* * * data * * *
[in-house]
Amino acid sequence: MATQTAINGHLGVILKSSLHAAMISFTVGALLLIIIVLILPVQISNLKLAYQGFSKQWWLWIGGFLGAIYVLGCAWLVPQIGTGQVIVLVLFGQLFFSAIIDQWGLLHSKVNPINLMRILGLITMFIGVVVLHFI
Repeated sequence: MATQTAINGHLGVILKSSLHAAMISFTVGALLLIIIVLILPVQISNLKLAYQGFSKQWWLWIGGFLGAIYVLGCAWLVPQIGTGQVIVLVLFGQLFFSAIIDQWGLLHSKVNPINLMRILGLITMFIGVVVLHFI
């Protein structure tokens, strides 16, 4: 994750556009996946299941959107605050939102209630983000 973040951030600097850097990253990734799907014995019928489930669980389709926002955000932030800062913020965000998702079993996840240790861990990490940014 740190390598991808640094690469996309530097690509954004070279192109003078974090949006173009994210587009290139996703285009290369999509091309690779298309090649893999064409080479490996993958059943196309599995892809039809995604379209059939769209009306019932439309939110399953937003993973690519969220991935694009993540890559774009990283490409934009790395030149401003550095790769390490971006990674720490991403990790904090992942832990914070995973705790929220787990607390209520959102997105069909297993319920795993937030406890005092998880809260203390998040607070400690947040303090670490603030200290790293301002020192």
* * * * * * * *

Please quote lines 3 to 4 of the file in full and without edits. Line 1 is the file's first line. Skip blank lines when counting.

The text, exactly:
Repeated sequence: MATQTAINGHLGVILKSSLHAAMISFTVGALLLIIIVLILPVQISNLKLAYQGFSKQWWLWIGGFLGAIYVLGCAWLVPQIGTGQVIVLVLFGQLFFSAIIDQWGLLHSKVNPINLMRILGLITMFIGVVVLHFI
């Protein structure tokens, strides 16, 4: 994750556009996946299941959107605050939102209630983000 973040951030600097850097990253990734799907014995019928489930669980389709926002955000932030800062913020965000998702079993996840240790861990990490940014 740190390598991808640094690469996309530097690509954004070279192109003078974090949006173009994210587009290139996703285009290369999509091309690779298309090649893999064409080479490996993958059943196309599995892809039809995604379209059939769209009306019932439309939110399953937003993973690519969220991935694009993540890559774009990283490409934009790395030149401003550095790769390490971006990674720490991403990790904090992942832990914070995973705790929220787990607390209520959102997105069909297993319920795993937030406890005092998880809260203390998040607070400690947040303090670490603030200290790293301002020192």